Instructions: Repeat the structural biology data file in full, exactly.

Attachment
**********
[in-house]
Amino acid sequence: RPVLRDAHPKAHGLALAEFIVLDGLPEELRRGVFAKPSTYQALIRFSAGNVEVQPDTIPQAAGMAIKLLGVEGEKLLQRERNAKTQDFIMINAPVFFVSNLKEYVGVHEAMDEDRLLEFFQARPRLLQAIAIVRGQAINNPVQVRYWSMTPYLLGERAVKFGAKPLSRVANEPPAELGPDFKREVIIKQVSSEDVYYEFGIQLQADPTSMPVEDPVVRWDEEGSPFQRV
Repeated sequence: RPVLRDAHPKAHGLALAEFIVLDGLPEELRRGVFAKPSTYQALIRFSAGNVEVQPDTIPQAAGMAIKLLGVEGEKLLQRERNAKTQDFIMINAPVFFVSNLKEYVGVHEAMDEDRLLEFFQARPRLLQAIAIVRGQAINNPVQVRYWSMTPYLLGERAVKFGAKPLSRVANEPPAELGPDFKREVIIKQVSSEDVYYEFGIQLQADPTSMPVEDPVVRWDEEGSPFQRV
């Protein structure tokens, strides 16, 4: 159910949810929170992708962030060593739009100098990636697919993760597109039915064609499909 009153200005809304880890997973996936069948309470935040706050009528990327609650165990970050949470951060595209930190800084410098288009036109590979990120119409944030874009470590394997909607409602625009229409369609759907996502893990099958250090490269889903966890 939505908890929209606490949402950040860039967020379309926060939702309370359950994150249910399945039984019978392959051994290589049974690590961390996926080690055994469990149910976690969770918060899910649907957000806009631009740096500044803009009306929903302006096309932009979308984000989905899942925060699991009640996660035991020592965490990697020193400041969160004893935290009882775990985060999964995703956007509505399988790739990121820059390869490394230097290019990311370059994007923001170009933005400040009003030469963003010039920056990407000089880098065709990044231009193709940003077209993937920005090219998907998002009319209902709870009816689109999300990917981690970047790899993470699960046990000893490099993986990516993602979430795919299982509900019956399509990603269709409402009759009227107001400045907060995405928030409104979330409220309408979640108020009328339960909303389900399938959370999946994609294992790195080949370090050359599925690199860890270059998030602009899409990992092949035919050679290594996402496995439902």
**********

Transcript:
[in-house]
Amino acid sequence: RPVLRDAHPKAHGLALAEFIVLDGLPEELRRGVFAKPSTYQALIRFSAGNVEVQPDTIPQAAGMAIKLLGVEGEKLLQRERNAKTQDFIMINAPVFFVSNLKEYVGVHEAMDEDRLLEFFQARPRLLQAIAIVRGQAINNPVQVRYWSMTPYLLGERAVKFGAKPLSRVANEPPAELGPDFKREVIIKQVSSEDVYYEFGIQLQADPTSMPVEDPVVRWDEEGSPFQRV
Repeated sequence: RPVLRDAHPKAHGLALAEFIVLDGLPEELRRGVFAKPSTYQALIRFSAGNVEVQPDTIPQAAGMAIKLLGVEGEKLLQRERNAKTQDFIMINAPVFFVSNLKEYVGVHEAMDEDRLLEFFQARPRLLQAIAIVRGQAINNPVQVRYWSMTPYLLGERAVKFGAKPLSRVANEPPAELGPDFKREVIIKQVSSEDVYYEFGIQLQADPTSMPVEDPVVRWDEEGSPFQRV
């Protein structure tokens, strides 16, 4: 159910949810929170992708962030060593739009100098990636697919993760597109039915064609499909 009153200005809304880890997973996936069948309470935040706050009528990327609650165990970050949470951060595209930190800084410098288009036109590979990120119409944030874009470590394997909607409602625009229409369609759907996502893990099958250090490269889903966890 939505908890929209606490949402950040860039967020379309926060939702309370359950994150249910399945039984019978392959051994290589049974690590961390996926080690055994469990149910976690969770918060899910649907957000806009631009740096500044803009009306929903302006096309932009979308984000989905899942925060699991009640996660035991020592965490990697020193400041969160004893935290009882775990985060999964995703956007509505399988790739990121820059390869490394230097290019990311370059994007923001170009933005400040009003030469963003010039920056990407000089880098065709990044231009193709940003077209993937920005090219998907998002009319209902709870009816689109999300990917981690970047790899993470699960046990000893490099993986990516993602979430795919299982509900019956399509990603269709409402009759009227107001400045907060995405928030409104979330409220309408979640108020009328339960909303389900399938959370999946994609294992790195080949370090050359599925690199860890270059998030602009899409990992092949035919050679290594996402496995439902």